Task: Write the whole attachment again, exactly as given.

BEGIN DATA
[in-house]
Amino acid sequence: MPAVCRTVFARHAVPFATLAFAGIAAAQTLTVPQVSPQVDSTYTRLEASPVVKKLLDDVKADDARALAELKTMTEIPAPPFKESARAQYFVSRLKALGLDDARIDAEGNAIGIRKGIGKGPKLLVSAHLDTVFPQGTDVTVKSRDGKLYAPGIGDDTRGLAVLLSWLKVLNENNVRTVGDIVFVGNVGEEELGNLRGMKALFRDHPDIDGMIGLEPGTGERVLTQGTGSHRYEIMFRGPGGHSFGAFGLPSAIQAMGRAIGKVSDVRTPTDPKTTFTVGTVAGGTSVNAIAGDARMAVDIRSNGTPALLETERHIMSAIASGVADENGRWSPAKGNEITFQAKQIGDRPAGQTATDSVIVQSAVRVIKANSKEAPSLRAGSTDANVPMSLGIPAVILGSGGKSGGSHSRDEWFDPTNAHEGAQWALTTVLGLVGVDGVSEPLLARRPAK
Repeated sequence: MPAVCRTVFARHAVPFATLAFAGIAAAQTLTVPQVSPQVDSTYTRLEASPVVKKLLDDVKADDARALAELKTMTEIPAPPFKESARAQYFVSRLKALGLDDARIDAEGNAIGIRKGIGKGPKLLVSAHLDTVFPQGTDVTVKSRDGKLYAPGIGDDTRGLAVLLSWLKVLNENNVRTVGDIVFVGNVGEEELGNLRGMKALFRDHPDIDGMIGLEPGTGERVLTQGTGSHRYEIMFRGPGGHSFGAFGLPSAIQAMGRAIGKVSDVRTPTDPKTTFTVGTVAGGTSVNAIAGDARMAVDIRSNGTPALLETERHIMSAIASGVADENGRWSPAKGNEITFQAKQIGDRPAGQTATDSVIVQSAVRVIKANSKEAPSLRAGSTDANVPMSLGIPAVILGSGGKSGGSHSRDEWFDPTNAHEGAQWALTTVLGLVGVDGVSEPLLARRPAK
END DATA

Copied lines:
[in-house]
Amino acid sequence: MPAVCRTVFARHAVPFATLAFAGIAAAQTLTVPQVSPQVDSTYTRLEASPVVKKLLDDVKADDARALAELKTMTEIPAPPFKESARAQYFVSRLKALGLDDARIDAEGNAIGIRKGIGKGPKLLVSAHLDTVFPQGTDVTVKSRDGKLYAPGIGDDTRGLAVLLSWLKVLNENNVRTVGDIVFVGNVGEEELGNLRGMKALFRDHPDIDGMIGLEPGTGERVLTQGTGSHRYEIMFRGPGGHSFGAFGLPSAIQAMGRAIGKVSDVRTPTDPKTTFTVGTVAGGTSVNAIAGDARMAVDIRSNGTPALLETERHIMSAIASGVADENGRWSPAKGNEITFQAKQIGDRPAGQTATDSVIVQSAVRVIKANSKEAPSLRAGSTDANVPMSLGIPAVILGSGGKSGGSHSRDEWFDPTNAHEGAQWALTTVLGLVGVDGVSEPLLARRPAK
Repeated sequence: MPAVCRTVFARHAVPFATLAFAGIAAAQTLTVPQVSPQVDSTYTRLEASPVVKKLLDDVKADDARALAELKTMTEIPAPPFKESARAQYFVSRLKALGLDDARIDAEGNAIGIRKGIGKGPKLLVSAHLDTVFPQGTDVTVKSRDGKLYAPGIGDDTRGLAVLLSWLKVLNENNVRTVGDIVFVGNVGEEELGNLRGMKALFRDHPDIDGMIGLEPGTGERVLTQGTGSHRYEIMFRGPGGHSFGAFGLPSAIQAMGRAIGKVSDVRTPTDPKTTFTVGTVAGGTSVNAIAGDARMAVDIRSNGTPALLETERHIMSAIASGVADENGRWSPAKGNEITFQAKQIGDRPAGQTATDSVIVQSAVRVIKANSKEAPSLRAGSTDANVPMSLGIPAVILGSGGKSGGSHSRDEWFDPTNAHEGAQWALTTVLGLVGVDGVSEPLLARRPAK